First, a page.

Three years ahead of the presidential race, Republican Gov. Chris Christie of New Jersey has carved a considerably more favorable impression among California voters than four other possible GOP contenders, according to a new Field Poll.
Some 47 percent of California voters have a complimentary view of Christie, while just 19 percent see him unfavorably. Each of the other four potential presidential candidates is viewed by voters as more unfavorable than favorable.
All of the possible GOP presidential candidates in the survey – Christie, former Gov. Jeb Bush of Florida and Sens. Ted Cruz of Texas, Rand Paul of Kentucky and Marco Rubio of Florida – are viewed favorably among Republicans.
Christie, however, polls head-and-shoulders above the others in terms of his image among the broader voting public.
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“What’s really remarkable about Christie is his very positive image rating among Democrats and nonpartisans,” said Mark DiCamillo, director of the poll. “It’s on the order of 2-to-1 positive in the early going, which is a very unusual and I think an exceptional profile to have at this stage. He’s in an enviable position.”
Carolyn Koehler, 72, of Fair Oaks, volunteered for President Barack Obama’s two presidential campaigns and was a proud supporter.
“I was inspired, I must say,” said Koehler, a Democrat.
She told pollsters she views Christie favorably – a rating she didn’t give Bush or Cruz – based on his willingness to compromise. Results for Rubio and Paul were based on an earlier Field Poll survey completed in July among 846 registered state voters.
“I remember when Republicans were not at all the way they are today,” she said. “And our government seemed to run quite well for a long time.”
Koehler pointed to the backlash Christie faced from within his own party after his literal and figurative embrace of Obama after a hurricane ravaged his state.
“He’s fearless when it comes to speaking out in a public relations way,” she said. “But I also understand that may just be the way New Jersey is.”
Since his trouncing of Democratic state Sen. Barbara Buono last month, a number of national polls have had Christie as the frontrunner for the Republican presidential nomination in 2016. In the Field Poll, he drew a favorable opinion from 44 percent of third-party or independent voters, 22 percentage points higher than Bush and Paul, who tied for second among those voters.
The last Republican to win California was George H.W. Bush over Michael Dukakis in 1988. To be competitive here in the next election, a candidate would need to win over a large share of independents and Democrats.
The survey also shows state voters overwhelmingly believe the tea party’s influence on the Republican Party weakens its chances in the 2014 congressional elections.
Bolstered by the troubled launch of the federal health care law, California Republicans are hoping to add to their 15 congressional seats out of the state’s 53. GOP voters by a 2-1 margin view the tea party as having a more positive impact on American politics.
But even voters from the party’s shrinking ranks, by a 48 percent to 33 percent margin, view the populist, conservative movement as undermining their chances of winning congressional seats next fall.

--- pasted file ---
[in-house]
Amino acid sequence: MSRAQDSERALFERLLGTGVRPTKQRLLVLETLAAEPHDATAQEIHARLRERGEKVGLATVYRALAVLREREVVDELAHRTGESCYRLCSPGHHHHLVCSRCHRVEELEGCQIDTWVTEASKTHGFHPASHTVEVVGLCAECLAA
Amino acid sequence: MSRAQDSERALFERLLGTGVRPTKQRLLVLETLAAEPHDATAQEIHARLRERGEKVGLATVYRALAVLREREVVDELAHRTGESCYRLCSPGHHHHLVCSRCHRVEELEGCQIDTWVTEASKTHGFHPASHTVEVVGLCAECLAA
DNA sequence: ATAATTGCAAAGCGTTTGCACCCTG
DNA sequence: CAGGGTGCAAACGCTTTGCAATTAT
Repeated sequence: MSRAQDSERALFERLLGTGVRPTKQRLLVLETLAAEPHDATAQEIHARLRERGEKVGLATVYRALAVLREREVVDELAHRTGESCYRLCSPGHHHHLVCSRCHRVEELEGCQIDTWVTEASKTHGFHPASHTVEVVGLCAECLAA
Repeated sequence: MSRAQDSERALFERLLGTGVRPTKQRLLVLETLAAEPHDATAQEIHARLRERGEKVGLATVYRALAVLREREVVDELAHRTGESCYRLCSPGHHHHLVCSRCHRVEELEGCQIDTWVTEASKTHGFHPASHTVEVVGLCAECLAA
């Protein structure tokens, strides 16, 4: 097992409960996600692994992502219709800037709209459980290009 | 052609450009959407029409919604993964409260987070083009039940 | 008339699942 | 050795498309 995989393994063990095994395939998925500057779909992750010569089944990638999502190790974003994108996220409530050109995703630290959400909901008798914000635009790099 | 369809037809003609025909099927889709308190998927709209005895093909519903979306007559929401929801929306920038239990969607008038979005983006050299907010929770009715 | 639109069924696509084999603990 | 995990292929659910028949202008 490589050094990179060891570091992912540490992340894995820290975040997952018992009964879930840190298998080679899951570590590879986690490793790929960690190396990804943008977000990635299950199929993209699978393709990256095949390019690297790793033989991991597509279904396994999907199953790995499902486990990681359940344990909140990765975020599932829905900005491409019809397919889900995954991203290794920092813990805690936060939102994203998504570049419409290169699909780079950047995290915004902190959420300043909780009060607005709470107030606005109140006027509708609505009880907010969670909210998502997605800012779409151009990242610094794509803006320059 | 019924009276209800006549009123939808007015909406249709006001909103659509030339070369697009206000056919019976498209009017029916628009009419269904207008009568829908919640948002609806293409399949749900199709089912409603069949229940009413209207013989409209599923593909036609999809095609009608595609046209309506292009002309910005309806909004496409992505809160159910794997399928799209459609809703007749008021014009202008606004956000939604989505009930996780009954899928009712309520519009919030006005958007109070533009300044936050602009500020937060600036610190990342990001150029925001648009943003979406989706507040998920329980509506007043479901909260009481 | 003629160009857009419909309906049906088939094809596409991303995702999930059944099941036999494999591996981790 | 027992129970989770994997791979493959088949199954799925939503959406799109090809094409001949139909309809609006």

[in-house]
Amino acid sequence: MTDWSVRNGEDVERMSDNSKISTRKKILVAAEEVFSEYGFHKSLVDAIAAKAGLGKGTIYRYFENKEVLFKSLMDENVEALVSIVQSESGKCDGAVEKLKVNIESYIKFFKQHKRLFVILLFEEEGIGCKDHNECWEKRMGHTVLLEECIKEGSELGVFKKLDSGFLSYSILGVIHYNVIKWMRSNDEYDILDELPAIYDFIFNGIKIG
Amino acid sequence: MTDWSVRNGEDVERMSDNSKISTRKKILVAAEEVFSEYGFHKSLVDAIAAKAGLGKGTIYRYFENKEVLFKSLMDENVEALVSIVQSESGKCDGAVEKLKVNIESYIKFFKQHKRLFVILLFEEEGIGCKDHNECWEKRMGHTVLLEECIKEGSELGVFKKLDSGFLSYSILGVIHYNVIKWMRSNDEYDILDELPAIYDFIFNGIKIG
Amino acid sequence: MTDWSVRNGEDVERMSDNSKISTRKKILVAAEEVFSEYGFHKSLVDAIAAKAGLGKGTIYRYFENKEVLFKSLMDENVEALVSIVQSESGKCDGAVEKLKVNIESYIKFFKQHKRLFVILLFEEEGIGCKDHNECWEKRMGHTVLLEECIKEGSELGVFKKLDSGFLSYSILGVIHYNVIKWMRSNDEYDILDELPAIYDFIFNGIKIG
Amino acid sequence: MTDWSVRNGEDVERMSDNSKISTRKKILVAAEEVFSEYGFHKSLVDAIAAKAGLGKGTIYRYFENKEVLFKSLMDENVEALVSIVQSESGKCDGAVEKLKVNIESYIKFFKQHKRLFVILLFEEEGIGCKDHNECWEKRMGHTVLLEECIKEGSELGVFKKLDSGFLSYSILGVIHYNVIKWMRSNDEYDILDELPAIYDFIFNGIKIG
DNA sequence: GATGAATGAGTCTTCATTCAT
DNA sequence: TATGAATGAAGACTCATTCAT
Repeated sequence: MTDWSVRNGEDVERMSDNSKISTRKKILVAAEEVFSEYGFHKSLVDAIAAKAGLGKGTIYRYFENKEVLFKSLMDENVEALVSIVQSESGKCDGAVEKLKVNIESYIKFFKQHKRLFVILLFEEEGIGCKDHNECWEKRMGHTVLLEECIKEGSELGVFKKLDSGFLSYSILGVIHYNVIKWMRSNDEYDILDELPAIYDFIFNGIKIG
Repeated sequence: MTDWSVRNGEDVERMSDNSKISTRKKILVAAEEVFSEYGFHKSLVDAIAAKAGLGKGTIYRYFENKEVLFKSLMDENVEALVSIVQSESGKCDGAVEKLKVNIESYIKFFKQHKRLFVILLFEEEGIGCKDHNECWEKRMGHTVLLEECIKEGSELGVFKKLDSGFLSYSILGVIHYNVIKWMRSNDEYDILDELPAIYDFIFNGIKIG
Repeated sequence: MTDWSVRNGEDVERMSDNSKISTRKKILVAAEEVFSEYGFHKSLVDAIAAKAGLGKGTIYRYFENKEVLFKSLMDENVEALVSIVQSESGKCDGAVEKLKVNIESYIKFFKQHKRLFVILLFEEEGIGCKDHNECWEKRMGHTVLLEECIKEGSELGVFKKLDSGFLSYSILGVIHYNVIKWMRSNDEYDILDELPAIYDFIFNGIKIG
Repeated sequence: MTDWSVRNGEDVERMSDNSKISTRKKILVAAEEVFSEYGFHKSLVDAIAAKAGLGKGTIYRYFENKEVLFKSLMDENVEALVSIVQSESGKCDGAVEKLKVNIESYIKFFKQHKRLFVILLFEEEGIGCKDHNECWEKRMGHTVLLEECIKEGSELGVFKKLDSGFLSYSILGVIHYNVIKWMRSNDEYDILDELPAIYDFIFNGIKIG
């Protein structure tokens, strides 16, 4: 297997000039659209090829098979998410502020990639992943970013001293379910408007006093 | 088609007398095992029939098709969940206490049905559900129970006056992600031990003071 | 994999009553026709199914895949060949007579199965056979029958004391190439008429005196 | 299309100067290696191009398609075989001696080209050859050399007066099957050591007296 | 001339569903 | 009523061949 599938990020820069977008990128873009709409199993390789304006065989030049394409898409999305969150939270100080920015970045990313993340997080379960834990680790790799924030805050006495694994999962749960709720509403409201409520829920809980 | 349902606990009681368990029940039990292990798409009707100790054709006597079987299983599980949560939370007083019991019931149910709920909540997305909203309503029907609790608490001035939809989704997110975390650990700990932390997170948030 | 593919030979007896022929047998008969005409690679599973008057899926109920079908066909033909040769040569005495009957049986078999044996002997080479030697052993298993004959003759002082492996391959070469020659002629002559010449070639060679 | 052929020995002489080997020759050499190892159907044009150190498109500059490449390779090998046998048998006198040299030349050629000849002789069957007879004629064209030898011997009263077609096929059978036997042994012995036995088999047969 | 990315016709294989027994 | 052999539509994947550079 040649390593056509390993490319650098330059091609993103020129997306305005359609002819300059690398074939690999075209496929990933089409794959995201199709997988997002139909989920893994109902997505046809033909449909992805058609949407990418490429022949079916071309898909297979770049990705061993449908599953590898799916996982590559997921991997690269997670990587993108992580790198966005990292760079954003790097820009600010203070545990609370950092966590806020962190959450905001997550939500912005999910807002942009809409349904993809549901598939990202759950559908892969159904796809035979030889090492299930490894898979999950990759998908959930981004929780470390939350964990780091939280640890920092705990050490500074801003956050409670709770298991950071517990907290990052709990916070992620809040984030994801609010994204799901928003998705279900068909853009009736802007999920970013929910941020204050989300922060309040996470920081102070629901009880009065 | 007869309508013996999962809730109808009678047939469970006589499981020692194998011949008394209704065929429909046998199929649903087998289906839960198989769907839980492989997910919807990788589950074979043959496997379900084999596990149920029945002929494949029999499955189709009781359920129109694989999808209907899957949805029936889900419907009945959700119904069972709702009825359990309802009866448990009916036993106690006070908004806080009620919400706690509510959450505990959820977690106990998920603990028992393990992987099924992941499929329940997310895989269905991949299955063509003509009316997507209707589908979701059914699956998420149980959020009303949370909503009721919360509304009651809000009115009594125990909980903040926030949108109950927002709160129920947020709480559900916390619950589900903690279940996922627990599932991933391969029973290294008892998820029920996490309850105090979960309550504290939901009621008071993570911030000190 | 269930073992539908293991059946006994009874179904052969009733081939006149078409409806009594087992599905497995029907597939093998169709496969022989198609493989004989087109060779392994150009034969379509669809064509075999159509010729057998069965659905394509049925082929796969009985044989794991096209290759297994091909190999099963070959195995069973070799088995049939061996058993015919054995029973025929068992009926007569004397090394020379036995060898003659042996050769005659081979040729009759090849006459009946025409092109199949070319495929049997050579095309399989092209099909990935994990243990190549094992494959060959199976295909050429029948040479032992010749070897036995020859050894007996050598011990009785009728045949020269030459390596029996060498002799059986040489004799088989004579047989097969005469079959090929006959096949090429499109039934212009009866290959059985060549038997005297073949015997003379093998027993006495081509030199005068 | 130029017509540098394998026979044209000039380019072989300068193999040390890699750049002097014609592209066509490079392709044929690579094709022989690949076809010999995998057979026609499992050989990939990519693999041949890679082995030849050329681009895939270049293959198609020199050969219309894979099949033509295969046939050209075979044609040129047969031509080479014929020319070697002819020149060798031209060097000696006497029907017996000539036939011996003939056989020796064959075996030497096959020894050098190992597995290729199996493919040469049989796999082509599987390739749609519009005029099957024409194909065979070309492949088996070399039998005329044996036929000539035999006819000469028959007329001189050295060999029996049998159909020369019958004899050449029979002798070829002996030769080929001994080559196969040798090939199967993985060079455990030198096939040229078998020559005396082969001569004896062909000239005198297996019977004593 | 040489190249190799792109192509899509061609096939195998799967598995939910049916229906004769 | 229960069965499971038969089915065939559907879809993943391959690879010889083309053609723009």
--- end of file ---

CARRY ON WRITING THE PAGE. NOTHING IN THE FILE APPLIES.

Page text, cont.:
“If you as a candidate are running in one of those primaries, and you try to associate yourself with the tea party, it would look to me as a fairly toxic position,” DiCamillo said. “They are so broadly panned by Democrats and nonpartisans that the slight benefit you get from Republicans is far outweighed by the negative drag that the Democrats and nonpartisans bring to that identification.
“You would want to hide your tea party affiliation and you wouldn’t want to broadcast any kind of tea party endorsement as a candidate in California.”
Peter Sanchez, 32, a general contractor from Fresno, is an independent who says he votes for presidents based on the candidate and not their party. He supported Obama in 2012 and 2008, but voted for George W. Bush in 2004 and 2000.
Sanchez said he likes Christie “because he’s his own man.” And while he identifies somewhat with the tea party, Sanchez said he believes the movement has had a negative impact on America.
“When it came out it was a good thing: It brought a new view; even independents were for it,” he said. “Now it’s been co-opted by the GOP. The Republican Party is a weaker party now because of the tea party.”
For Republican Kathy Ford of Merced, it’s not the anti-tax, smaller-government movement that’s to blame for the downward trajectory of the country; rather it’s the stubbornness and wrongheaded policies of the president.
Ford, 71, a retired certified master dog trainer, described her media appetite as voracious.
“I have the television on 24/7,” Ford said. “And I am not saying that I would jump over a cliff for Chris Christie, but he’s got moxie.”
Ford doesn’t blame Christie for his post-storm praise of the president in the weeks leading up to his contest with Republican Mitt Romney.
“Obama played him like a cheap fiddle, but Christie still needed to do what was best for his constituents,” she said.
Ford also rejected the notion that Christie’s considerable weight – an issue that has followed him politically for years – renders him unfit for office.
“I don’t give a damn,” she said. “He stands up straight and tells it like it is. At this point I am tired of pussyfooting around.”